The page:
Canada announces that it has more than 100 pathways for economic class immigration
More than 100 Canadian economic immigration pathways and streams offer a great range of opportunities for immigration enthusiasts.
In a recent survey, it has come into light that Canada now has 104 economic immigration pathways.
The Canadian government and every Canadian province and territory have been making great strides over the past three decades by introducing many economic immigration programs.
The aim of the study was to provide a variety of immigration pathways so that Canada can meet the needs of a more significant number of potential immigrants who, in turn, can bring a range of skills and add to the country’s growth in the Canadian economy.
Canada’s migration system welcomes permanent residents via the three main avenues:
- New immigrants who bring both capital and labour skills
- Family members who are sponsored under the family reunification program
- Refugees who are accepted to come into the country on compassionate and humane grounds.
The economic class contributes to the largest portion of immigration to Canada. About 6 in 10 immigrants are selected based on their capability to bring positive influence to the Canadian economy. Most of the economic immigrants are highly skilled workers who apply from abroad and are highly proficient temporary workers and international students who are already residing in Canada.
Those who are interested in becoming permanent residents in Canada can submit a profile to the Express Entry pool. They are screened electronically to check their eligibility to get one of the three principal economic immigration programs:
Eligible candidates who entered into the Express Entry pool are ranked based on a score awarded under the Comprehensive Ranking System popularly known as CRS.
The CRS gives points for elements like age, work experience, education, and proficiency in either English or French, both the official languages of Canada and other factors.
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Besides, the Canadian government has a multitude of pilot programs that come under the economic immigration category, like the Atlantic Immigration Pilot Program (AIPP), Agri-Food Immigration Pilot, and the Rural and Northern Immigration Pilot (RNIP).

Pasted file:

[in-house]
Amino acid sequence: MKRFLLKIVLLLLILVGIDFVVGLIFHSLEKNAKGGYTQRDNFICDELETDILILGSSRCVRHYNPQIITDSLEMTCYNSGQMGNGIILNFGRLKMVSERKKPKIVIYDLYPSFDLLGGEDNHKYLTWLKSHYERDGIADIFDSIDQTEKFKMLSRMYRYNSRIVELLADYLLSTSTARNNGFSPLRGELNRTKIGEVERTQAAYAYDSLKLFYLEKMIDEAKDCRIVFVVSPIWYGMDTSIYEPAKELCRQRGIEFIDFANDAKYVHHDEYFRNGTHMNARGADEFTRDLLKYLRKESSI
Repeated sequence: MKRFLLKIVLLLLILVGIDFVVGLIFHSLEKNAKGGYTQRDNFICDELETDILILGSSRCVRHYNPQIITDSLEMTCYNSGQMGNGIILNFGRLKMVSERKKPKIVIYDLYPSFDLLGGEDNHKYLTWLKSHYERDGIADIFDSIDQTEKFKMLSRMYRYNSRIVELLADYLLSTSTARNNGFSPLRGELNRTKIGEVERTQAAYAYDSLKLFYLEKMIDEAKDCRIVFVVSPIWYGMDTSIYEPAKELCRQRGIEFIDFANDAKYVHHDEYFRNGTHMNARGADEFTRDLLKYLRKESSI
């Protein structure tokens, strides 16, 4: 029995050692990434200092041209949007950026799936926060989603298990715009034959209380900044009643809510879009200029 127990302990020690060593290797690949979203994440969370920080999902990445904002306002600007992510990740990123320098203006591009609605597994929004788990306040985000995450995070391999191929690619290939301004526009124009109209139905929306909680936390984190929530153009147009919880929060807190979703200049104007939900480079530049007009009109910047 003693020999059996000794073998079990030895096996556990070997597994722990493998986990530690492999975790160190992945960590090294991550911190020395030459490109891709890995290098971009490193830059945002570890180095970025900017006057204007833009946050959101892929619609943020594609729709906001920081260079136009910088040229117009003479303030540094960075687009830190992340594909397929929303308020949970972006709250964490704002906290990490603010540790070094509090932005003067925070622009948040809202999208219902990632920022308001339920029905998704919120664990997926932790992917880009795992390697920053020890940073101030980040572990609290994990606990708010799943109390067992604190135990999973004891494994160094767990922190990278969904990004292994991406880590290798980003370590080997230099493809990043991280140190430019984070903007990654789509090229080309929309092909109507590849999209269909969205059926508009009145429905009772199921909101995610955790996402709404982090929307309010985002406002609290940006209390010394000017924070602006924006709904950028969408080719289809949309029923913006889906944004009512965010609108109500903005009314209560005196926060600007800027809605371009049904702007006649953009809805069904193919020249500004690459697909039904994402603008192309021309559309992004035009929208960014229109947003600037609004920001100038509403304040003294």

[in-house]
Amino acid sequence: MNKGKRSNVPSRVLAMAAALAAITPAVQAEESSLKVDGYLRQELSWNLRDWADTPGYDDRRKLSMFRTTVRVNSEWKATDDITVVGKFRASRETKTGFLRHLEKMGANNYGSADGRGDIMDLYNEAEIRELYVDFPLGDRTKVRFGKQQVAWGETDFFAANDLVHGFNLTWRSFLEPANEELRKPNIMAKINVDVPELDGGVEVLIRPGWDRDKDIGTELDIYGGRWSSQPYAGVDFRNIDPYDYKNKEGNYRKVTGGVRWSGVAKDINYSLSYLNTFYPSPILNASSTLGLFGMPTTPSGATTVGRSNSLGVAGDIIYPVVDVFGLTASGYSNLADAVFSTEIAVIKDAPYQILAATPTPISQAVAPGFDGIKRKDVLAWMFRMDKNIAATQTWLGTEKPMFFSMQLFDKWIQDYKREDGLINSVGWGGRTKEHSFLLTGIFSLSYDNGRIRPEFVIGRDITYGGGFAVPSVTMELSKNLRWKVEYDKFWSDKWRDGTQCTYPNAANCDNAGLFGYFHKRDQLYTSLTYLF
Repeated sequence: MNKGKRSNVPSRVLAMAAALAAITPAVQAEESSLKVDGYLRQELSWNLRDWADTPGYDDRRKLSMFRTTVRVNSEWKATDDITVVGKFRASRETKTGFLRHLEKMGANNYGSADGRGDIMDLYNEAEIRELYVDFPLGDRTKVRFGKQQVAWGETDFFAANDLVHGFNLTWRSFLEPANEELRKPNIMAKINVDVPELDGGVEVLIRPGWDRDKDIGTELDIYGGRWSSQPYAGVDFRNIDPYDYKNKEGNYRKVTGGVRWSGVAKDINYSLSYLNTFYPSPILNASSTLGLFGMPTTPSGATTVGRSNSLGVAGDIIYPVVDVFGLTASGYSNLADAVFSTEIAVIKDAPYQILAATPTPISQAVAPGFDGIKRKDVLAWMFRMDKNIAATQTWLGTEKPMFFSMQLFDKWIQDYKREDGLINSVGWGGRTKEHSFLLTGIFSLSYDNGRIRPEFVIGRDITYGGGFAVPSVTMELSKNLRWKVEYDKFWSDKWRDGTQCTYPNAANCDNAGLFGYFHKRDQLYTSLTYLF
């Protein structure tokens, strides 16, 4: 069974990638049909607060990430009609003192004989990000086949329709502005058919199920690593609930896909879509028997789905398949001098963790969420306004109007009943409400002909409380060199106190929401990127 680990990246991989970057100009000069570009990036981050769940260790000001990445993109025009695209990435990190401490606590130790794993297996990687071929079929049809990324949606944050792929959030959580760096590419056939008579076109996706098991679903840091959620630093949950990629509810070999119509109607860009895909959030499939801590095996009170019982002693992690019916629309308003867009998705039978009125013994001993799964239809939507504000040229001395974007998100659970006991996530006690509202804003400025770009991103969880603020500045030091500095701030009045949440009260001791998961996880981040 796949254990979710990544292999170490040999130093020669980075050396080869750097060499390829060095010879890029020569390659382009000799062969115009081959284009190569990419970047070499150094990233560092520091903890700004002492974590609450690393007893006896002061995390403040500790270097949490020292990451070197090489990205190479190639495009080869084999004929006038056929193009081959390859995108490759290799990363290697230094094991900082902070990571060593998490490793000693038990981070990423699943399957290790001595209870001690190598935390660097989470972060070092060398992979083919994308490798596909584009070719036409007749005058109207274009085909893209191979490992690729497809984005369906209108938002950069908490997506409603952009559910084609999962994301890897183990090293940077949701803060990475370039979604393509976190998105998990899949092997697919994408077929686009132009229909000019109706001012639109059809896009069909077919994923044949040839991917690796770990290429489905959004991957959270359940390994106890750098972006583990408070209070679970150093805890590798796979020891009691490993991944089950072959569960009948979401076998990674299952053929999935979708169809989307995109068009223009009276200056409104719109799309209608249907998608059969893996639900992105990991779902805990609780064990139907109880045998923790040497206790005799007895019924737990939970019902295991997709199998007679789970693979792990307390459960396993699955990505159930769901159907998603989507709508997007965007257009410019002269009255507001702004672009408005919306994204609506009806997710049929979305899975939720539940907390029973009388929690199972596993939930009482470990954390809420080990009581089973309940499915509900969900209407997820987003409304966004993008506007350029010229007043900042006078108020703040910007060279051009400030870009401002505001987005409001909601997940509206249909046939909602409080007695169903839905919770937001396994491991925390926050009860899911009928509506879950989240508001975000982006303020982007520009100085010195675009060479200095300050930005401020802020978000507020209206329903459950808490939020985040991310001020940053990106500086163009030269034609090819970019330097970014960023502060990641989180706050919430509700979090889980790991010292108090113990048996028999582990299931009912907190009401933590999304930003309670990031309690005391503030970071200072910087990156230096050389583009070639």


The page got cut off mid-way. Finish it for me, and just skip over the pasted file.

An increasing number of immigrants are being admitted through PNPs.
Provincial Nominee Program (PNP) of Canada has grown substantially since its introduction in the 1990s. It has now become the second most crucial pathway for skilled foreign workers to get a permanent residence in Canada, after the Express Entry system. In 1996, only 233 candidates were admitted to Canada through the program. Today, the admission targets for the program are set at above 60,000.
PNPs allow participating Canadian provinces and territories to nominate a set amount of immigration candidates for permanent residence each year.
These programs were developed to give Canada’s smaller provinces struggling to attract immigrants greater flexibility and tailor economic immigration to their specific labour market needs and overall economic development priorities.
All Canadian provinces and territories with a PNP now have at least one “enhanced” nomination stream linked to the federal Express Entry system.
Express Entry candidates who receive a provincial nomination are awarded an additional 600 points toward their CRS score, which effectively fast-tracks them for an invitation to apply for Canadian permanent residence.
Recent weeks have seen PNP streams in British Columbia, Alberta, Manitoba, Prince Edward Island and Ontario issue more than 2,500 invitations to workers with a range of skills and professional experience to apply for a nomination for Canadian permanent residence.
This year, Canada aims to welcome nearly 200,000 economic immigrants through its more than 100 immigration streams, of which about 90,000 are expected to arrive through its three Express Entry programs and 65,000 through provincial nominee programs.
Earlier this week, Canada hosted two Express Entry draws.